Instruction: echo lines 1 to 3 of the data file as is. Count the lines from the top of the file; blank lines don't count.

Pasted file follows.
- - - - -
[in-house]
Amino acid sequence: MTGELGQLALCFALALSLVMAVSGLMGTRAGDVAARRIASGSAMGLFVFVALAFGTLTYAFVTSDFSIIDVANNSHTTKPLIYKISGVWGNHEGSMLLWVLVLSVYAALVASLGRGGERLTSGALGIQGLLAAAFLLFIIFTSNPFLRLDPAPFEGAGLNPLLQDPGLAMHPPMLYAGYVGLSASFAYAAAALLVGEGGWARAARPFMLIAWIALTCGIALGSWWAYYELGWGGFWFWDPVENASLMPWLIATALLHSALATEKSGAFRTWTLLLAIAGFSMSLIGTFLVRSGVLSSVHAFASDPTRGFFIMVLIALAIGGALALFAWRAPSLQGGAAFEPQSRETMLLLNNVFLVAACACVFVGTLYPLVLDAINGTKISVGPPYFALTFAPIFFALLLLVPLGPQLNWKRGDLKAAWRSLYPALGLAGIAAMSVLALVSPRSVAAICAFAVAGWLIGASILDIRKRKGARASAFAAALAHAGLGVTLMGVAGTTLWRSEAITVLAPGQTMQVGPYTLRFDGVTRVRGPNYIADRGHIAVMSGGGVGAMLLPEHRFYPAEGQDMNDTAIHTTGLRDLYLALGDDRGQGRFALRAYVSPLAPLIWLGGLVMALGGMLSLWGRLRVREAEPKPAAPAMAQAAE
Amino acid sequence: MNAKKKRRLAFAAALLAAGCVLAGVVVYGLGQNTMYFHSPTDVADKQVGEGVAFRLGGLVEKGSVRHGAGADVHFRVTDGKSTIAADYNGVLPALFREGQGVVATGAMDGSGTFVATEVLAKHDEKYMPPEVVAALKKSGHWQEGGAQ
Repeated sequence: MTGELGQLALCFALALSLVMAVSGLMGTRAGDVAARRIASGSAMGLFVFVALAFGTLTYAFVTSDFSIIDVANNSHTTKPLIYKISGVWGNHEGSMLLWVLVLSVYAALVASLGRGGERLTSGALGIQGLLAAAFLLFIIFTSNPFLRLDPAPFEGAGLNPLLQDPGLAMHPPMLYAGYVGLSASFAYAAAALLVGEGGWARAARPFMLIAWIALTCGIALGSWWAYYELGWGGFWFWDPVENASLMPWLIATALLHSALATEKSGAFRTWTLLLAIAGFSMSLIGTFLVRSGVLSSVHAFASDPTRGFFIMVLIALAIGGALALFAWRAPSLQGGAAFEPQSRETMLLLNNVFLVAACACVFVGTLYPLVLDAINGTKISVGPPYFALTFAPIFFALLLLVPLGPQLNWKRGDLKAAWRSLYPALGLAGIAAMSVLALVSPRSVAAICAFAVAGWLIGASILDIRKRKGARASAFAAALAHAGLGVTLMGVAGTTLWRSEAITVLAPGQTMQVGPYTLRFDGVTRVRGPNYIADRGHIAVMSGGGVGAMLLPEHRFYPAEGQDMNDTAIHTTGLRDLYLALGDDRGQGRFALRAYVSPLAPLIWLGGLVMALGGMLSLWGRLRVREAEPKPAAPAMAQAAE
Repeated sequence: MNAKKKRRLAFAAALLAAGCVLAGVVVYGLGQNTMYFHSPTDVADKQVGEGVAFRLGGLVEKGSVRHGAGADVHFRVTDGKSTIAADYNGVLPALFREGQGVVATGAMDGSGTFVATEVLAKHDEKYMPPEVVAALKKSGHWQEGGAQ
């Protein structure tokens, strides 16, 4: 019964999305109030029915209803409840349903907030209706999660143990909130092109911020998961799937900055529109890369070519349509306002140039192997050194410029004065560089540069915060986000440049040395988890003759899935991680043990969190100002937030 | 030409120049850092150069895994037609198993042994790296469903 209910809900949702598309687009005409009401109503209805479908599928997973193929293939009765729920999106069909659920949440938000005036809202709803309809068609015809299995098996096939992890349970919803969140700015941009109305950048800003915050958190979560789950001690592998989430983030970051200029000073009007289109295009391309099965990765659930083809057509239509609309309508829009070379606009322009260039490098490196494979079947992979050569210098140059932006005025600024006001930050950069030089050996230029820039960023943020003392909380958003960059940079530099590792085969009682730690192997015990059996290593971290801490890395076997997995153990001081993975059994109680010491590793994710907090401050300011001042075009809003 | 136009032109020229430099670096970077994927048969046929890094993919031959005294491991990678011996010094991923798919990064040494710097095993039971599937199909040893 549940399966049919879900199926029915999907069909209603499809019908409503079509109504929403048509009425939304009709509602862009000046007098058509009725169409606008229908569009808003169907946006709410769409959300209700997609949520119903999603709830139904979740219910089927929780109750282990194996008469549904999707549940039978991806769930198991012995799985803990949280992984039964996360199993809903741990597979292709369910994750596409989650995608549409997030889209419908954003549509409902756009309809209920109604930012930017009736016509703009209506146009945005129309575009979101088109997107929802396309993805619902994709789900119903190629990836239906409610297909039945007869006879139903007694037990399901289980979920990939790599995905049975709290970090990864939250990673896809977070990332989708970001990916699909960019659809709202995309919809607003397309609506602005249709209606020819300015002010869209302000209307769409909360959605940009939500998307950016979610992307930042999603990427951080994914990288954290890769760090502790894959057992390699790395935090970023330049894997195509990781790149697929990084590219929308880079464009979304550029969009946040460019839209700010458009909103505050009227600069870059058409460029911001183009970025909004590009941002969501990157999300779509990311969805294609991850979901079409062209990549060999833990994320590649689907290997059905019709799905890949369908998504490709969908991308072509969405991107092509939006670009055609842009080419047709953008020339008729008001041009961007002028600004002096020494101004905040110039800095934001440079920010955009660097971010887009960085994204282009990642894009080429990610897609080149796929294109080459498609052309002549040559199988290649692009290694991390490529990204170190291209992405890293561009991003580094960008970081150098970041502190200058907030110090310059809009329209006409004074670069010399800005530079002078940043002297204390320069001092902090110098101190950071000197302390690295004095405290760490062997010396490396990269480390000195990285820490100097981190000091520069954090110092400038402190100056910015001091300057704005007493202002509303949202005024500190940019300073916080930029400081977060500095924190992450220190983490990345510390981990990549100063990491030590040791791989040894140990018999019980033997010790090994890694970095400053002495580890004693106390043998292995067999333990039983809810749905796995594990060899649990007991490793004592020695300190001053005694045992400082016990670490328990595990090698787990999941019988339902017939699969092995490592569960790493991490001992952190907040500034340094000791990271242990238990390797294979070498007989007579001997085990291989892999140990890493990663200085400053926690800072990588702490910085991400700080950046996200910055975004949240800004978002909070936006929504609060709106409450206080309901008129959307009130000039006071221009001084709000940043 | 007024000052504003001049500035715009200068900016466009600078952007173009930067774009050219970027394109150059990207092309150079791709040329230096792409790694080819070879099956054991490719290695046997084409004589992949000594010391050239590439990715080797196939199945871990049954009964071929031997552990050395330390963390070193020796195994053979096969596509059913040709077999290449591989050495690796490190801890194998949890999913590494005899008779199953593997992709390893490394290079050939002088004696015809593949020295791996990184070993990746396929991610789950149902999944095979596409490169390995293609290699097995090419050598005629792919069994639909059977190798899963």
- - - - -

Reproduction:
[in-house]
Amino acid sequence: MTGELGQLALCFALALSLVMAVSGLMGTRAGDVAARRIASGSAMGLFVFVALAFGTLTYAFVTSDFSIIDVANNSHTTKPLIYKISGVWGNHEGSMLLWVLVLSVYAALVASLGRGGERLTSGALGIQGLLAAAFLLFIIFTSNPFLRLDPAPFEGAGLNPLLQDPGLAMHPPMLYAGYVGLSASFAYAAAALLVGEGGWARAARPFMLIAWIALTCGIALGSWWAYYELGWGGFWFWDPVENASLMPWLIATALLHSALATEKSGAFRTWTLLLAIAGFSMSLIGTFLVRSGVLSSVHAFASDPTRGFFIMVLIALAIGGALALFAWRAPSLQGGAAFEPQSRETMLLLNNVFLVAACACVFVGTLYPLVLDAINGTKISVGPPYFALTFAPIFFALLLLVPLGPQLNWKRGDLKAAWRSLYPALGLAGIAAMSVLALVSPRSVAAICAFAVAGWLIGASILDIRKRKGARASAFAAALAHAGLGVTLMGVAGTTLWRSEAITVLAPGQTMQVGPYTLRFDGVTRVRGPNYIADRGHIAVMSGGGVGAMLLPEHRFYPAEGQDMNDTAIHTTGLRDLYLALGDDRGQGRFALRAYVSPLAPLIWLGGLVMALGGMLSLWGRLRVREAEPKPAAPAMAQAAE
Amino acid sequence: MNAKKKRRLAFAAALLAAGCVLAGVVVYGLGQNTMYFHSPTDVADKQVGEGVAFRLGGLVEKGSVRHGAGADVHFRVTDGKSTIAADYNGVLPALFREGQGVVATGAMDGSGTFVATEVLAKHDEKYMPPEVVAALKKSGHWQEGGAQ